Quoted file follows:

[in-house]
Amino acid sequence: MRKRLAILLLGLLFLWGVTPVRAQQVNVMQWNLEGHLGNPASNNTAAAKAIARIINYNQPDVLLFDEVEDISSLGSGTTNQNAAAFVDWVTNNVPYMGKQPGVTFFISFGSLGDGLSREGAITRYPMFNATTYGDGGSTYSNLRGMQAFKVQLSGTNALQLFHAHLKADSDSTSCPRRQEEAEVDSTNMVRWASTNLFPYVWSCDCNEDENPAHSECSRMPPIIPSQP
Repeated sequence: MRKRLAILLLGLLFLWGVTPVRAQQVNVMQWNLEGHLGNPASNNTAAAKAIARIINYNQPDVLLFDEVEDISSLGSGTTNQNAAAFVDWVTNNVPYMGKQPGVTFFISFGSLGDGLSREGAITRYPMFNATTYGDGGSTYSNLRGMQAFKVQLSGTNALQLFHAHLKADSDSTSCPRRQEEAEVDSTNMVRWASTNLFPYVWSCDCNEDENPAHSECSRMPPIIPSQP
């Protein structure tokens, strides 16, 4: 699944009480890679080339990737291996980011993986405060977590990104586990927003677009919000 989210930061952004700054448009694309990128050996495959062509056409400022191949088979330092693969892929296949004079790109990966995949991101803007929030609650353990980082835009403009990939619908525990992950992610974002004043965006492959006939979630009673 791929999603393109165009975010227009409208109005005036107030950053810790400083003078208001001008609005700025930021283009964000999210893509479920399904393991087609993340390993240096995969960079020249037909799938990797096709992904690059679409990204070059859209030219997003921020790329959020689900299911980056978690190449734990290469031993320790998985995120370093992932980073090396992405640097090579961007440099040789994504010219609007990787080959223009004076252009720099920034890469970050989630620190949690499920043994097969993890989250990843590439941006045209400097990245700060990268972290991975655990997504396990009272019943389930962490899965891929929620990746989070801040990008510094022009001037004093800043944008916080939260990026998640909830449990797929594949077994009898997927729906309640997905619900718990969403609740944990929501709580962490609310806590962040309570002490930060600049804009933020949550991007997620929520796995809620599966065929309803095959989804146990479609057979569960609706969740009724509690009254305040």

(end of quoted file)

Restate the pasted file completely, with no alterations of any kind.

[in-house]
Amino acid sequence: MRKRLAILLLGLLFLWGVTPVRAQQVNVMQWNLEGHLGNPASNNTAAAKAIARIINYNQPDVLLFDEVEDISSLGSGTTNQNAAAFVDWVTNNVPYMGKQPGVTFFISFGSLGDGLSREGAITRYPMFNATTYGDGGSTYSNLRGMQAFKVQLSGTNALQLFHAHLKADSDSTSCPRRQEEAEVDSTNMVRWASTNLFPYVWSCDCNEDENPAHSECSRMPPIIPSQP
Repeated sequence: MRKRLAILLLGLLFLWGVTPVRAQQVNVMQWNLEGHLGNPASNNTAAAKAIARIINYNQPDVLLFDEVEDISSLGSGTTNQNAAAFVDWVTNNVPYMGKQPGVTFFISFGSLGDGLSREGAITRYPMFNATTYGDGGSTYSNLRGMQAFKVQLSGTNALQLFHAHLKADSDSTSCPRRQEEAEVDSTNMVRWASTNLFPYVWSCDCNEDENPAHSECSRMPPIIPSQP
């Protein structure tokens, strides 16, 4: 699944009480890679080339990737291996980011993986405060977590990104586990927003677009919000 989210930061952004700054448009694309990128050996495959062509056409400022191949088979330092693969892929296949004079790109990966995949991101803007929030609650353990980082835009403009990939619908525990992950992610974002004043965006492959006939979630009673 791929999603393109165009975010227009409208109005005036107030950053810790400083003078208001001008609005700025930021283009964000999210893509479920399904393991087609993340390993240096995969960079020249037909799938990797096709992904690059679409990204070059859209030219997003921020790329959020689900299911980056978690190449734990290469031993320790998985995120370093992932980073090396992405640097090579961007440099040789994504010219609007990787080959223009004076252009720099920034890469970050989630620190949690499920043994097969993890989250990843590439941006045209400097990245700060990268972290991975655990997504396990009272019943389930962490899965891929929620990746989070801040990008510094022009001037004093800043944008916080939260990026998640909830449990797929594949077994009898997927729906309640997905619900718990969403609740944990929501709580962490609310806590962040309570002490930060600049804009933020949550991007997620929520796995809620599966065929309803095959989804146990479609057979569960609706969740009724509690009254305040």